Editors at work: Constructing Knowledge and Identity through Scientific Periodicals
The workshop ‘Editors and Editing of Scientific Periodicals: Constructing Knowledge and Identity, 1760s-1910s’ was hosted by the School of History from the 18th to 19th January. It brought together international researchers to exchange the latest results of their work about European editors of scientific periodicals from the Enlightenment to the early 20th century.
The topics ranged from one of the first and most famous English scientific periodicals, the Philosophical Transactions of the Royal Society of London and its complex publication procedure, to some highly specialised and short-lived journals like The Entomologist’s Weekly Intelligencer. The papers focused on the work of the editors, their place and influence in the scientific community and how they adapted to the demands of their readers.
Panels were held with two papers each, followed by a discussion of half an hour about similarities and differences amongst editors and editorial practice as well as the development of the editors’ role and influence.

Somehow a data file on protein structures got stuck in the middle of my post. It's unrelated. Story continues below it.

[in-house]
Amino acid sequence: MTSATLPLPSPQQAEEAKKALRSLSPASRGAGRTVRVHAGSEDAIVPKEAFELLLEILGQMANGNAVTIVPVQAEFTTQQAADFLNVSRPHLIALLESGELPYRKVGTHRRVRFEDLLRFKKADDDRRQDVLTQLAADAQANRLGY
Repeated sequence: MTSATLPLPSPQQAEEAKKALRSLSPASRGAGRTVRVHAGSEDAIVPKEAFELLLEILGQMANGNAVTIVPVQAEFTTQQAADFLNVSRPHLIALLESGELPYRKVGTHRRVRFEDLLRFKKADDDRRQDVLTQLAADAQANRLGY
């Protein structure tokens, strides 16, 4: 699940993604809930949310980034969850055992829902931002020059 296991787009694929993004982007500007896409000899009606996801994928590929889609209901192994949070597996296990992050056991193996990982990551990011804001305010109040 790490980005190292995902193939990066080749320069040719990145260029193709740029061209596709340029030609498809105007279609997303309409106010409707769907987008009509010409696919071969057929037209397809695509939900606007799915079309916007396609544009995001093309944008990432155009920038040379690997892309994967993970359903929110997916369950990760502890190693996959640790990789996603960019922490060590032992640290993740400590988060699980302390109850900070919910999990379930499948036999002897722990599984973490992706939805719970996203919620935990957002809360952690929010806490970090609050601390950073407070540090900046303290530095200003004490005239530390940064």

The bad weather of late January delayed the arrival of the speakers from Göttingen so the programme needed some last minute revision. This tumbled the chronology of the talks but not the good humour of the participants.
Adam Dunn from University of St Andrews kindly volunteered to begin with an overview of the Statistical Accounts of John Sinclair in Scotland and August Ludwig von Schlötzer in Germany. This was followed by an examination by Matthew Wale from the University of Leicester of competing editors of 19th century entomology periodicals, Henry Tibbats Stainton and Edward Newman.
The Friday panels gave an insight into the circumstances of editorship, the development of disciplines alongside and through periodicals and the economic and political difficulties of the growing market of the 19th century. The next panel compared the Philosophical Transactions at the turn of the 18th century under the President of the Royal Society, Sir Joseph Banks (presented by Noah Moxham), and the newly-founded German periodical Archiv der Physiologie by Johann Christian Reil (1759-1813), Professor of Physiology in Halle, (Marco Segala). The prestigious Philosophical Transactions was an exclusive organ, printing only those papers read and approved during meetings of the Royal Society, whereas Reil’s periodical was only one of several in German-speaking countries meant to be a forum to consolidate physiological research.
Jon Topham from the University of Leeds spoke on the construction of scientific communities through scientific periodicals in late Georgian Britain. Martin Gierl from The Göttingen Institute of Advanced Study, Lichtenberg-Kolleg, discussed editorship in the Heiliges Römisches Reich between 1765 and 1815, demonstrating that German scientific periodicals were predominantly projects of university professors and therefore connected to academic institutions.